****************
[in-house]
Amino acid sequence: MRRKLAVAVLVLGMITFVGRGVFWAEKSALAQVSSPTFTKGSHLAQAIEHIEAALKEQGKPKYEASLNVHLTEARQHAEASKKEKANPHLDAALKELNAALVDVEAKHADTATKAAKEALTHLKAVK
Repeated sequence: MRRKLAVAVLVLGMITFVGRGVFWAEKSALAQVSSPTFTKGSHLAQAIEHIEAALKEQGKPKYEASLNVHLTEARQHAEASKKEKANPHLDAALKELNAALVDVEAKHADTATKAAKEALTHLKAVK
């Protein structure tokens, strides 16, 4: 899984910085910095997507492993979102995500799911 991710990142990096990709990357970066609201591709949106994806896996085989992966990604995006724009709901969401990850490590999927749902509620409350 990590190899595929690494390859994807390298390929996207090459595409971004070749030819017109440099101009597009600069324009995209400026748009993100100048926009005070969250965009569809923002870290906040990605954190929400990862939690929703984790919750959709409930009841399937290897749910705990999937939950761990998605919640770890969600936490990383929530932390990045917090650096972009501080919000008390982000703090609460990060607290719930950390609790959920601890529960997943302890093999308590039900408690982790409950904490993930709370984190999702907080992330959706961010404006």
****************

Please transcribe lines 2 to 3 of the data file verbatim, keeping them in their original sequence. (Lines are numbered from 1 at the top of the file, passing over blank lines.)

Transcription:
Amino acid sequence: MRRKLAVAVLVLGMITFVGRGVFWAEKSALAQVSSPTFTKGSHLAQAIEHIEAALKEQGKPKYEASLNVHLTEARQHAEASKKEKANPHLDAALKELNAALVDVEAKHADTATKAAKEALTHLKAVK
Repeated sequence: MRRKLAVAVLVLGMITFVGRGVFWAEKSALAQVSSPTFTKGSHLAQAIEHIEAALKEQGKPKYEASLNVHLTEARQHAEASKKEKANPHLDAALKELNAALVDVEAKHADTATKAAKEALTHLKAVK